Parkinson’s disease – the ‘practically inevitable’ sexual symptom you may be missing

Parkinson’s disease is a condition that causes the brain to become progressively more damaged over time, said the NHS. You could be at risk of the neurodegenerative condition if you develop these sexual symptoms.

Parkinson’s is caused by a loss of nerve cells in a specific part of the brain.

These nerve cells are used to help send messages between the brain and the nervous system.

Parkinson’s disease symptoms tend to develop gradually, and only appear as mild at first.

One of the key warning signs of Parkinson’s in men is erectile dysfunction, it’s been revealed.

Impotence may be a direct result of Parkinson’s, and its impact on the nervous system.

That means that patients may find it difficult to maintain an erection.

Women, meanwhile, may develop vaginal dryness, as a result of inadequate lubrication.

The symptom may lead to painful sex, and persistent bladder infections.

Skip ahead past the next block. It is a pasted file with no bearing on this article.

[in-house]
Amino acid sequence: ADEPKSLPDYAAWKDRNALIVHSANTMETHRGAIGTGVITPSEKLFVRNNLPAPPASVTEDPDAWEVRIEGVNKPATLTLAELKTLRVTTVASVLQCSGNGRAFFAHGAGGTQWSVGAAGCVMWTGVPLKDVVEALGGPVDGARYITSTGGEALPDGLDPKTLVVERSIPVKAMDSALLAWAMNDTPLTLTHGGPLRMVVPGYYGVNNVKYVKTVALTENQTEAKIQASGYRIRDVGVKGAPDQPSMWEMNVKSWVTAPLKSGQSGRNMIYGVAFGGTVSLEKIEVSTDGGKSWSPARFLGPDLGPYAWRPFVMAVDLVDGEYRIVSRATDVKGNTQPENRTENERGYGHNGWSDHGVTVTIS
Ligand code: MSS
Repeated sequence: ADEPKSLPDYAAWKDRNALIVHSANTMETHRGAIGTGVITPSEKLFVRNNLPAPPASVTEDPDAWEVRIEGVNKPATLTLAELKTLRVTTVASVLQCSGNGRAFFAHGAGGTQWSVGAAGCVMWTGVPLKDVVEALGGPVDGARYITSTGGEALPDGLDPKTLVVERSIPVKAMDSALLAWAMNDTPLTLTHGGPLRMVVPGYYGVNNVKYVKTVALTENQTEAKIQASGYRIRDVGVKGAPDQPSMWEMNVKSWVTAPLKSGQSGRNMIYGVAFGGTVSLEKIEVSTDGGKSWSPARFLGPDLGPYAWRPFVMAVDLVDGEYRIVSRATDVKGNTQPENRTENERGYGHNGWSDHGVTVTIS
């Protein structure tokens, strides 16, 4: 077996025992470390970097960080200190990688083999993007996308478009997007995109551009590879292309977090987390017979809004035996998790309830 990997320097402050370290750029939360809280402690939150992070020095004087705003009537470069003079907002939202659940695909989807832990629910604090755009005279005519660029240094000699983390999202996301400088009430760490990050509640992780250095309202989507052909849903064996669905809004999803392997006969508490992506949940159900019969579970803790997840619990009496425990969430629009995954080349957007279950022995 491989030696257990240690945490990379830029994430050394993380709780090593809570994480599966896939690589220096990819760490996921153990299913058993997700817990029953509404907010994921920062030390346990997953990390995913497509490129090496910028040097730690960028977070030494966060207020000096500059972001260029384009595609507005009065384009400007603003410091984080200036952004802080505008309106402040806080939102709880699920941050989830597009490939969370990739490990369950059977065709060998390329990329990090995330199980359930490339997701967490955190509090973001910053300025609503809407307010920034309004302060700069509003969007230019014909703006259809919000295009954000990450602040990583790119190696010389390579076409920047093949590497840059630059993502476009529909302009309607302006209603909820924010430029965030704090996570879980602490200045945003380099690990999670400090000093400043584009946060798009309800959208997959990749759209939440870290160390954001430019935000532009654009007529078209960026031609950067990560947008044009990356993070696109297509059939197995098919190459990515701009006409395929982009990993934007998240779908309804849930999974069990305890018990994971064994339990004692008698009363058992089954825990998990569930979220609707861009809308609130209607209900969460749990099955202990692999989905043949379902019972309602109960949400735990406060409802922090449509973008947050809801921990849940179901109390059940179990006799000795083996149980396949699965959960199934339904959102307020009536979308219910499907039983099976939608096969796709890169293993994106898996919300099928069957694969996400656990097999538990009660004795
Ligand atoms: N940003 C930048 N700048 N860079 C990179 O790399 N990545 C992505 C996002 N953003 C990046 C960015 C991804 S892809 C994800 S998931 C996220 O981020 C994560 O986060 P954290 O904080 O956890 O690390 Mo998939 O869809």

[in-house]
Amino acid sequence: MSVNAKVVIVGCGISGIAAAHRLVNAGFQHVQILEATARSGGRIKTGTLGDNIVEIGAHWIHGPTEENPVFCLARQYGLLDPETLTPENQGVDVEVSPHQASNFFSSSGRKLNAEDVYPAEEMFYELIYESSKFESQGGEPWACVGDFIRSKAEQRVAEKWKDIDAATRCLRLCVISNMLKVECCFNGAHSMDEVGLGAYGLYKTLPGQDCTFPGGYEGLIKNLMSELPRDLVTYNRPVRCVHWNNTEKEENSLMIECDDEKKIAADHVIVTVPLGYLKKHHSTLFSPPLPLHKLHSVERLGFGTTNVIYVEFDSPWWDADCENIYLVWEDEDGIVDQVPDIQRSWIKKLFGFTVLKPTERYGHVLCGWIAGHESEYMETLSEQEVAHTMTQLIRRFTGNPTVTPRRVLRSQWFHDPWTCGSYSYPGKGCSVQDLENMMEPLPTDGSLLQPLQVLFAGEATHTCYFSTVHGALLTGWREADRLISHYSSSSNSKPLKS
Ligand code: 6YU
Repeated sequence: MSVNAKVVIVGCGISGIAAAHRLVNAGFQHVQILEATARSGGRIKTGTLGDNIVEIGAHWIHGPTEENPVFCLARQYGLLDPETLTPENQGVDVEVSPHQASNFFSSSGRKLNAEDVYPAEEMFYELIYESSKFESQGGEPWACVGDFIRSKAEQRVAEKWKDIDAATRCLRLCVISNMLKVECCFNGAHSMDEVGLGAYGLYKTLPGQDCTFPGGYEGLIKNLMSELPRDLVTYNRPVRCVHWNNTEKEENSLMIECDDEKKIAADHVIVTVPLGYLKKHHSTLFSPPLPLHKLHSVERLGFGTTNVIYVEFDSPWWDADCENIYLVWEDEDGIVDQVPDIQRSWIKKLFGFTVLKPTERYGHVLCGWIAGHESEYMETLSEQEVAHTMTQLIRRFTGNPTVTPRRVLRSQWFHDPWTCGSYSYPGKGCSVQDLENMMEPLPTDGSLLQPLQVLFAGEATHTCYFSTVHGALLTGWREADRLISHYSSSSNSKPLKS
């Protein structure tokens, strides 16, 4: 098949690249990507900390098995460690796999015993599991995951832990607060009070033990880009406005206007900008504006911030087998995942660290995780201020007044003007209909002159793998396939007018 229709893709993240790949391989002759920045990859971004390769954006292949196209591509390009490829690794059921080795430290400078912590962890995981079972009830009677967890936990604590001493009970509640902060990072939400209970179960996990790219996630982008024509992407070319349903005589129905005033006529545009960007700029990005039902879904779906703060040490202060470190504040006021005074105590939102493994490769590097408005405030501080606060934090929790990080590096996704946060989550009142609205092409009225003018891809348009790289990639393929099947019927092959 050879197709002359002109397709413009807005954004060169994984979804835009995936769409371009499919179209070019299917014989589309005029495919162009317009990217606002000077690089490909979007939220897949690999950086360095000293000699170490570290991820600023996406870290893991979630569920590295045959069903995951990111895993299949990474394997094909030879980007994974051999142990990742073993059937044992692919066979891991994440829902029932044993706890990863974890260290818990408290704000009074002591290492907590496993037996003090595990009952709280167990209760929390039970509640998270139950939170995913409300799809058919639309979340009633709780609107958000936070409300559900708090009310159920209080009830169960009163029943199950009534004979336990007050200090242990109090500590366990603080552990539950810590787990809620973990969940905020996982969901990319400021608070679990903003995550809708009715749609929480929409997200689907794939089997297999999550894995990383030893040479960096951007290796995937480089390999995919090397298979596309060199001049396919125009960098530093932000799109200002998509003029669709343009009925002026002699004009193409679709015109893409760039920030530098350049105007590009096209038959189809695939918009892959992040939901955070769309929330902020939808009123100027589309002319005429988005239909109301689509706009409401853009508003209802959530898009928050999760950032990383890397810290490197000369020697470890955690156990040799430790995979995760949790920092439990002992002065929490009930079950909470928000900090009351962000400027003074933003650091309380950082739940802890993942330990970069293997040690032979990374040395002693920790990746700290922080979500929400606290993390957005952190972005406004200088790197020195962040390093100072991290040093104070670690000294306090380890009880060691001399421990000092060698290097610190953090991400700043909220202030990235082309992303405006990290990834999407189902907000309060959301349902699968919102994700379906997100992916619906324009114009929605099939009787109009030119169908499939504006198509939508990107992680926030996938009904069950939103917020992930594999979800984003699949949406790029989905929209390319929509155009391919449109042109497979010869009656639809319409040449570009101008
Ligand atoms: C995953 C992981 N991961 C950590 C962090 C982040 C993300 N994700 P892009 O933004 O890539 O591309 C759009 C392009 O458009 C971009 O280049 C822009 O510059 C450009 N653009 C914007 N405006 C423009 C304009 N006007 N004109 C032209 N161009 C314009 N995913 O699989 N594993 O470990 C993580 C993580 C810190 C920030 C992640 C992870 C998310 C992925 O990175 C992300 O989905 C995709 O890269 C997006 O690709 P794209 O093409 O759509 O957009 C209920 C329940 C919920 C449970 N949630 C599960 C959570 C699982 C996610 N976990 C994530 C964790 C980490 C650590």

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“As if you don’t have enough to deal with. When it comes to Parkinson’s disease, diminished sexual function is practically inevitable,” said the American Parkinson Disease Association.

“From lack of sexual desire to low libido to difficulties with orgasmic functioning, this chronic, progressive, neurological disease can impair your sexuality in one way or the other.

“Parkinson’s affects one’s autonomic nervous system, which controls sexual response and functioning. Parkinson’s acts upon neurons in the brain’s substantia nigra, causing dopamine-producing nerve cells to die.

“Since dopamine is a chemical that transmits signals between parts of the brain that usually coordinate smooth muscle movement, this is critical to sexual function.”


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Meanwhile, some Parkinson’s patients may also struggle to climax, it added.

It may be caused by a reduced sexual function, and both sexes could be affected.

But, just because you develop any of these symptoms, it doesn’t necessarily mean that you have Parkinson’s.

Speak to a doctor if you’re worried about your libido, erectile dysfunction, or vaginal dryness.


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Other common signs of Parkinson’s disease include tremors, slow movement, and muscle stiffness.

The muscle stiffness makes facial expressions more difficult, said the charity.

Tremors usually start in the hand or the arm, and are more likely to occur when the arm is relaxed.

There are about 127,000 people in the UK with Parkinson’s disease – the equivalent to about one in 500 people.

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